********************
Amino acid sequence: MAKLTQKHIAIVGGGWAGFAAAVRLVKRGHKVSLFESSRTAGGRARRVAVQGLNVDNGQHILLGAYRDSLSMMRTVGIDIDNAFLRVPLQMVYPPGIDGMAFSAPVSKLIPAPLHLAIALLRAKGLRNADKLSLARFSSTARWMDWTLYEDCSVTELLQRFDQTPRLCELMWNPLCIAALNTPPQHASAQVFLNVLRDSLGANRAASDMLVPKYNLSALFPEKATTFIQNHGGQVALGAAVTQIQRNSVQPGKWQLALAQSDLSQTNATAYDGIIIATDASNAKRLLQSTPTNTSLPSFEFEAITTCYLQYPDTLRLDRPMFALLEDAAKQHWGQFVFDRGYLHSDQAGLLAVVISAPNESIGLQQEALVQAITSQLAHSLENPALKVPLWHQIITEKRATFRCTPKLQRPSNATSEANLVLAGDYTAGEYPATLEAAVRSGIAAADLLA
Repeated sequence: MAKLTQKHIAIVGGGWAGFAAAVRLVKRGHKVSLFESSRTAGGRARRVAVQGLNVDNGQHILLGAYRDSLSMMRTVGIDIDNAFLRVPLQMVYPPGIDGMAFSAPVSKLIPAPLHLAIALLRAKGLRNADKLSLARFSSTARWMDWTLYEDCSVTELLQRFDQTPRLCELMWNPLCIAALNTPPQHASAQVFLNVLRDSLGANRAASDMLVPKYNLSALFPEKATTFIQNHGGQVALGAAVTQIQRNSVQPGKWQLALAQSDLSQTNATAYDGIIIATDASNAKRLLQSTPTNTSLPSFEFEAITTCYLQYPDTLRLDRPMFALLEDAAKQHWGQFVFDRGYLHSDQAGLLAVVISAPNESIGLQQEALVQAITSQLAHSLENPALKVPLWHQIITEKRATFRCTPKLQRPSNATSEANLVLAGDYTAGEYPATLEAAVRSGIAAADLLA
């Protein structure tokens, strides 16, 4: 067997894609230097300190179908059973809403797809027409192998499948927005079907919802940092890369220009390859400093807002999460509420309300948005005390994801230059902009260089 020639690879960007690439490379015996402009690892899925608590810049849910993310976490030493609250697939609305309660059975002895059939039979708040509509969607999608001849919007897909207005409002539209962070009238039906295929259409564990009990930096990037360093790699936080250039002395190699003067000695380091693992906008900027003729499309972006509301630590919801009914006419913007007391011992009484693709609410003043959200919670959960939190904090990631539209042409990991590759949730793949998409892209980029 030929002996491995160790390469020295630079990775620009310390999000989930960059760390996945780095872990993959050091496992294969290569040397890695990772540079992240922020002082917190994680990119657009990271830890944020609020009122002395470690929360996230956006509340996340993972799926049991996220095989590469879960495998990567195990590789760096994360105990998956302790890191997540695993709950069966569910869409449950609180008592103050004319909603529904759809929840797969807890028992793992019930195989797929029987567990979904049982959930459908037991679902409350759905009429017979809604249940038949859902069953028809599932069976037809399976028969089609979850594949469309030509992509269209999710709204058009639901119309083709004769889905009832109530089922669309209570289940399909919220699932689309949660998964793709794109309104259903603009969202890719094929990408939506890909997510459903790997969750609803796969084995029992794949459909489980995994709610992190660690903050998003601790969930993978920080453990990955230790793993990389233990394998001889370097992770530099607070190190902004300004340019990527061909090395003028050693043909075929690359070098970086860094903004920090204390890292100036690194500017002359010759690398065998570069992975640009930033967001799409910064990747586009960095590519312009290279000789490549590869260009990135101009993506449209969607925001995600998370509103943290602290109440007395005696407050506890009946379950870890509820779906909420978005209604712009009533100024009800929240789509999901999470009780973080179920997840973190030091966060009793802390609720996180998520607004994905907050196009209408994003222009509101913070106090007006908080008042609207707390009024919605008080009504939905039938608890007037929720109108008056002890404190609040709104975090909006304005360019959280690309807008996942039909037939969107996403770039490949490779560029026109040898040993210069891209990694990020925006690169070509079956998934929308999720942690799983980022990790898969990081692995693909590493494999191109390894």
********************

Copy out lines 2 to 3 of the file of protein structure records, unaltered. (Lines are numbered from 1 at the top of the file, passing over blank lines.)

Repeated sequence: MAKLTQKHIAIVGGGWAGFAAAVRLVKRGHKVSLFESSRTAGGRARRVAVQGLNVDNGQHILLGAYRDSLSMMRTVGIDIDNAFLRVPLQMVYPPGIDGMAFSAPVSKLIPAPLHLAIALLRAKGLRNADKLSLARFSSTARWMDWTLYEDCSVTELLQRFDQTPRLCELMWNPLCIAALNTPPQHASAQVFLNVLRDSLGANRAASDMLVPKYNLSALFPEKATTFIQNHGGQVALGAAVTQIQRNSVQPGKWQLALAQSDLSQTNATAYDGIIIATDASNAKRLLQSTPTNTSLPSFEFEAITTCYLQYPDTLRLDRPMFALLEDAAKQHWGQFVFDRGYLHSDQAGLLAVVISAPNESIGLQQEALVQAITSQLAHSLENPALKVPLWHQIITEKRATFRCTPKLQRPSNATSEANLVLAGDYTAGEYPATLEAAVRSGIAAADLLA
């Protein structure tokens, strides 16, 4: 067997894609230097300190179908059973809403797809027409192998499948927005079907919802940092890369220009390859400093807002999460509420309300948005005390994801230059902009260089 020639690879960007690439490379015996402009690892899925608590810049849910993310976490030493609250697939609305309660059975002895059939039979708040509509969607999608001849919007897909207005409002539209962070009238039906295929259409564990009990930096990037360093790699936080250039002395190699003067000695380091693992906008900027003729499309972006509301630590919801009914006419913007007391011992009484693709609410003043959200919670959960939190904090990631539209042409990991590759949730793949998409892209980029 030929002996491995160790390469020295630079990775620009310390999000989930960059760390996945780095872990993959050091496992294969290569040397890695990772540079992240922020002082917190994680990119657009990271830890944020609020009122002395470690929360996230956006509340996340993972799926049991996220095989590469879960495998990567195990590789760096994360105990998956302790890191997540695993709950069966569910869409449950609180008592103050004319909603529904759809929840797969807890028992793992019930195989797929029987567990979904049982959930459908037991679902409350759905009429017979809604249940038949859902069953028809599932069976037809399976028969089609979850594949469309030509992509269209999710709204058009639901119309083709004769889905009832109530089922669309209570289940399909919220699932689309949660998964793709794109309104259903603009969202890719094929990408939506890909997510459903790997969750609803796969084995029992794949459909489980995994709610992190660690903050998003601790969930993978920080453990990955230790793993990389233990394998001889370097992770530099607070190190902004300004340019990527061909090395003028050693043909075929690359070098970086860094903004920090204390890292100036690194500017002359010759690398065998570069992975640009930033967001799409910064990747586009960095590519312009290279000789490549590869260009990135101009993506449209969607925001995600998370509103943290602290109440007395005696407050506890009946379950870890509820779906909420978005209604712009009533100024009800929240789509999901999470009780973080179920997840973190030091966060009793802390609720996180998520607004994905907050196009209408994003222009509101913070106090007006908080008042609207707390009024919605008080009504939905039938608890007037929720109108008056002890404190609040709104975090909006304005360019959280690309807008996942039909037939969107996403770039490949490779560029026109040898040993210069891209990694990020925006690169070509079956998934929308999720942690799983980022990790898969990081692995693909590493494999191109390894």